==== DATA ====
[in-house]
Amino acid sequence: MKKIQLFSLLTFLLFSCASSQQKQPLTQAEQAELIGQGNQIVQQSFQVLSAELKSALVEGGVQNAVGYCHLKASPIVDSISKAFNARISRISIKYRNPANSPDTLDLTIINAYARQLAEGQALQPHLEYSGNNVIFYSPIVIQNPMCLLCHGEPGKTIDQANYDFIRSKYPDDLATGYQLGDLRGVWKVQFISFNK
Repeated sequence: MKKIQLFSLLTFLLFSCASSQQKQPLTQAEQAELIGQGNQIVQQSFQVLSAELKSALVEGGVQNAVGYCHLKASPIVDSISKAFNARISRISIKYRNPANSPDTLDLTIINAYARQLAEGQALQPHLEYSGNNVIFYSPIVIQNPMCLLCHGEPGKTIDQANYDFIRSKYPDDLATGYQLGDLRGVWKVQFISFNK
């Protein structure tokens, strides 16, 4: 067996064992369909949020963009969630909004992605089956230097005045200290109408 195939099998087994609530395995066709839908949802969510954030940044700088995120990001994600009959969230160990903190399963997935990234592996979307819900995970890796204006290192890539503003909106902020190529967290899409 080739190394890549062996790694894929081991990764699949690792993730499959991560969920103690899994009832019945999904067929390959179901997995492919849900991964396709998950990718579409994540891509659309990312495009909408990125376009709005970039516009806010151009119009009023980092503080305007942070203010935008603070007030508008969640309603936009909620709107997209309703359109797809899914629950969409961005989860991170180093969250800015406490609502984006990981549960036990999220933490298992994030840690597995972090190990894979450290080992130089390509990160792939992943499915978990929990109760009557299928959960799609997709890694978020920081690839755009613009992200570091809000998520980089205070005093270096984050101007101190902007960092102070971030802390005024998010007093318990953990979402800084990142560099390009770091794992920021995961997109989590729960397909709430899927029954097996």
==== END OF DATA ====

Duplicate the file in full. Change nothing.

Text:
[in-house]
Amino acid sequence: MKKIQLFSLLTFLLFSCASSQQKQPLTQAEQAELIGQGNQIVQQSFQVLSAELKSALVEGGVQNAVGYCHLKASPIVDSISKAFNARISRISIKYRNPANSPDTLDLTIINAYARQLAEGQALQPHLEYSGNNVIFYSPIVIQNPMCLLCHGEPGKTIDQANYDFIRSKYPDDLATGYQLGDLRGVWKVQFISFNK
Repeated sequence: MKKIQLFSLLTFLLFSCASSQQKQPLTQAEQAELIGQGNQIVQQSFQVLSAELKSALVEGGVQNAVGYCHLKASPIVDSISKAFNARISRISIKYRNPANSPDTLDLTIINAYARQLAEGQALQPHLEYSGNNVIFYSPIVIQNPMCLLCHGEPGKTIDQANYDFIRSKYPDDLATGYQLGDLRGVWKVQFISFNK
């Protein structure tokens, strides 16, 4: 067996064992369909949020963009969630909004992605089956230097005045200290109408 195939099998087994609530395995066709839908949802969510954030940044700088995120990001994600009959969230160990903190399963997935990234592996979307819900995970890796204006290192890539503003909106902020190529967290899409 080739190394890549062996790694894929081991990764699949690792993730499959991560969920103690899994009832019945999904067929390959179901997995492919849900991964396709998950990718579409994540891509659309990312495009909408990125376009709005970039516009806010151009119009009023980092503080305007942070203010935008603070007030508008969640309603936009909620709107997209309703359109797809899914629950969409961005989860991170180093969250800015406490609502984006990981549960036990999220933490298992994030840690597995972090190990894979450290080992130089390509990160792939992943499915978990929990109760009557299928959960799609997709890694978020920081690839755009613009992200570091809000998520980089205070005093270096984050101007101190902007960092102070971030802390005024998010007093318990953990979402800084990142560099390009770091794992920021995961997109989590729960397909709430899927029954097996």